Most of us remember the saying,
“Here’s the church, here’s the steeple. Open the doors and look at all the people.”
Now, you could add,
“look at all the people on their phones.”
Let’s face it, mobile technology is everywhere you turn. Smartphones today give us traffic alerts and directions, deliver the latest news updates, send emergency weather warnings, entertain and educate us (and our kids) with games and so much more. Your church is made up of normal people, and normal people with iPhones, Android devices, or phones running Windows Phone 7 all have a new hobby – downloading and using apps.
You’ve probably seen some take out their phones when the pastor starts reading the Bible – or, like my church – the vast majority get their phones out. While at least one person in the service is probably playing Fruit Ninja, the rest are likely using their phones to look up Bible passages to read along in their preferred translation or even diving deeper with Bible study tools.
More than half a million apps have been created for Apple’s App Store alone. Mobile information access is not a fad.
So why wouldn’t you have an app for your church?
If your church had a prayer chain phone list back in the past, it probably has grown into a Facebook page or maybe even a Twitter account. If your church had a webpage last year, it’s going to grow into a mobile site or, if you’re really “on the ball,” a mobile app.
One need for you to have a mobile app is obvious: your church members would use it and feel even more connected to their community of faith through it.
But there’s a second, almost more vital reason to start development: Having a church app will force you to be organized.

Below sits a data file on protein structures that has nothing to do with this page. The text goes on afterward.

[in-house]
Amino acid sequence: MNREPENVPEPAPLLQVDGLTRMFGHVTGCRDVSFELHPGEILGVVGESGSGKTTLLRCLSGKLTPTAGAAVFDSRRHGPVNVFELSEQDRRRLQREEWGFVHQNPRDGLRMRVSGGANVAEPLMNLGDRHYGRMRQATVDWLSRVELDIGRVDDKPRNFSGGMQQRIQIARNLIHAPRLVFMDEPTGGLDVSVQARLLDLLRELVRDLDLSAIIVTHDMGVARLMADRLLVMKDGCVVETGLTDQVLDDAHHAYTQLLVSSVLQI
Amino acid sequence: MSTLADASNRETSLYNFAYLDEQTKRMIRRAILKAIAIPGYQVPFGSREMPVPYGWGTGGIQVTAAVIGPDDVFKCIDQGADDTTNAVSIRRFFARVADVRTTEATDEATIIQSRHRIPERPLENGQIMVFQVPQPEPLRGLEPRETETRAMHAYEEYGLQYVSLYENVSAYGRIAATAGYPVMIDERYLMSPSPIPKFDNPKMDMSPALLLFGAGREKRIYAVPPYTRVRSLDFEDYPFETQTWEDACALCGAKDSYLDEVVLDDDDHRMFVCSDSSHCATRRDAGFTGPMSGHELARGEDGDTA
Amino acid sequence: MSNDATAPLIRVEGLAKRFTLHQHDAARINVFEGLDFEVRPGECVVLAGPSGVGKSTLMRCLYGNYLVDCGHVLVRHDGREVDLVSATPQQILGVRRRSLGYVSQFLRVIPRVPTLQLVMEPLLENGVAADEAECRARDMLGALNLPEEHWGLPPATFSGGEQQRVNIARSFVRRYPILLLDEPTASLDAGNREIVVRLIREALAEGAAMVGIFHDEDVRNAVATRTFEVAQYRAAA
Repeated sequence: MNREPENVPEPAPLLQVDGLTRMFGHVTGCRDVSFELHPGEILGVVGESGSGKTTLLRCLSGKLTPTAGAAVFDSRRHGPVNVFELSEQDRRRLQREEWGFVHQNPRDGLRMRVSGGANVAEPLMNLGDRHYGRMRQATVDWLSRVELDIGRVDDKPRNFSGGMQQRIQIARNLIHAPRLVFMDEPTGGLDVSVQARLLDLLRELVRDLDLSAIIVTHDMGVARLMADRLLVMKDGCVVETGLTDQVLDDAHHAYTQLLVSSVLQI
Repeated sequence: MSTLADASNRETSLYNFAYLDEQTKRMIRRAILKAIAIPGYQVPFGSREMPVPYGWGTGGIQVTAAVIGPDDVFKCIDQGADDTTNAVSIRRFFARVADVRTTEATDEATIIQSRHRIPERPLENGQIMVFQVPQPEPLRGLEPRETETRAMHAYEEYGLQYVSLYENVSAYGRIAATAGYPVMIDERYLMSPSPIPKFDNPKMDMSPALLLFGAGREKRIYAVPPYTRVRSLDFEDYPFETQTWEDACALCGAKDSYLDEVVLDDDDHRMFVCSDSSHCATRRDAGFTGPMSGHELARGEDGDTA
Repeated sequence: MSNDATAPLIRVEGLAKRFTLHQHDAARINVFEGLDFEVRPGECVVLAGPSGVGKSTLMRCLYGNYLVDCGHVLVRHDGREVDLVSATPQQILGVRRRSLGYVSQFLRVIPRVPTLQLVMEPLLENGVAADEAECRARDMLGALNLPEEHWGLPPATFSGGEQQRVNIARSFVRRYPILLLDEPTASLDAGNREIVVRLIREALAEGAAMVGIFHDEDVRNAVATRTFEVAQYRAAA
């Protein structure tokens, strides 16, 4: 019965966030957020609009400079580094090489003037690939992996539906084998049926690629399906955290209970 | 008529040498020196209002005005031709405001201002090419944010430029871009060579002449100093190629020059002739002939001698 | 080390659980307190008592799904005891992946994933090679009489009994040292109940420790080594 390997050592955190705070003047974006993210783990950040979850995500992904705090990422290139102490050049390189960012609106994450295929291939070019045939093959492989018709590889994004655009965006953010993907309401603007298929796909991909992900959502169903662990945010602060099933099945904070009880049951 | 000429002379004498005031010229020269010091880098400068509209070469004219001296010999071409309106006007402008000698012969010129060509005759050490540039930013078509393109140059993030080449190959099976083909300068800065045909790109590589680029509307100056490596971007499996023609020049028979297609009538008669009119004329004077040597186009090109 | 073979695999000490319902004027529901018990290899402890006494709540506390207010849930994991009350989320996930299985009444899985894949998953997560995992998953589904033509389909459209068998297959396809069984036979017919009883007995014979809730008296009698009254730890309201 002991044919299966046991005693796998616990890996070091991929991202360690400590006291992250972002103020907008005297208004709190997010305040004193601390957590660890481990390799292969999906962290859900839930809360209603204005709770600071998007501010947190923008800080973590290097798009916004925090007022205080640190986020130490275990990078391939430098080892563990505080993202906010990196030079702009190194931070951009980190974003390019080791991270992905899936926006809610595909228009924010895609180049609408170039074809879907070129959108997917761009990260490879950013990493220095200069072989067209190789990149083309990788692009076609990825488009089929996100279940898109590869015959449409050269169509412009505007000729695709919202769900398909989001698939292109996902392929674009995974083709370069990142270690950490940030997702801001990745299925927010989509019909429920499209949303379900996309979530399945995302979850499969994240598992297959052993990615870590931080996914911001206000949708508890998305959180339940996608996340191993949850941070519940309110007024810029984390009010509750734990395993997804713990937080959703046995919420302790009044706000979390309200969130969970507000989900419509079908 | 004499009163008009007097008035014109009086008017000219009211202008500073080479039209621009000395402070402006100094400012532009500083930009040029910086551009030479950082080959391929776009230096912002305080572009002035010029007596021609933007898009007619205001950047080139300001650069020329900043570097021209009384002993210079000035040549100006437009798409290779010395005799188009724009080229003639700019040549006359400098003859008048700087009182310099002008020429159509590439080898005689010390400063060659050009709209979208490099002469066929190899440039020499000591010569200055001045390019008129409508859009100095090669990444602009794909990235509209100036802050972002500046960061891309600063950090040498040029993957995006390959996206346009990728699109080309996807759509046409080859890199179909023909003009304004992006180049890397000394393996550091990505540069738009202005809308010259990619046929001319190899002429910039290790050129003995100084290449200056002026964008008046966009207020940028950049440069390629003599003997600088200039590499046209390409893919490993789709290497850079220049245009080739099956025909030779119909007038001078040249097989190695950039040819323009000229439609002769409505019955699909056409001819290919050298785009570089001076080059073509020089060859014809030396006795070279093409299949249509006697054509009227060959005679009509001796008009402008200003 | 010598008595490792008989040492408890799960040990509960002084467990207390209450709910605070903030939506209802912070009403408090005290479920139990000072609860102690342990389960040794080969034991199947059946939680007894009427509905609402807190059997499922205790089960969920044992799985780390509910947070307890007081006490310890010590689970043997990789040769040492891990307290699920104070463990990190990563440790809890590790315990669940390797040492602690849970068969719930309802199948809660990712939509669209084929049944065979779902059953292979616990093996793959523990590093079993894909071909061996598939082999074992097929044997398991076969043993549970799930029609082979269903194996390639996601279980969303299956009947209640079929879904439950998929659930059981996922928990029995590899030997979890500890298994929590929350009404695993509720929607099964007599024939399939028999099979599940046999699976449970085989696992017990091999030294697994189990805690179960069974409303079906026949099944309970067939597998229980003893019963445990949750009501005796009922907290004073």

So often, it’s easy to create a podcast for your church then forget to record the sermon. It’s easy to start a WordPress blog, but then time runs out of the week before you can post anything. But if every Sunday you’re talking about the new app that you just paid for, you’re bound to be reminded that the new content needs to go live. Someone – the one super tech geek in your church – will want to know why your app wasn’t updated that week.
A typical church app – like the ones developed by the teams at ROARApp.com or TheChurchApp.org – will have some kind of content management solution for you. What that means is that the app isn’t just a static (read: unchanging) information page, but it actually pulls together content about your church and it’s services, and pushes them out to whoever is using the app. Which, in turn, means that you need to have the content ready.
Think about what you would want to broadcast to the world through an interactive app. Think about the steps it would take to get there, and how to get organized in preparation for the app. Good things will come just from starting on the journey.
When working on digital projects, the development and features you want have to get stripped down to the most basic and detailed levels. When working on long term projects with lots of features, well, our mantra becomes “putting one foot in front of the other.” You have to take slow, purposeful steps to build anything meaningful. And that, if nothing else, is one of the best reasons for you to begin the process of building a mobile app for your church today.
[Image via Aaron’s phone]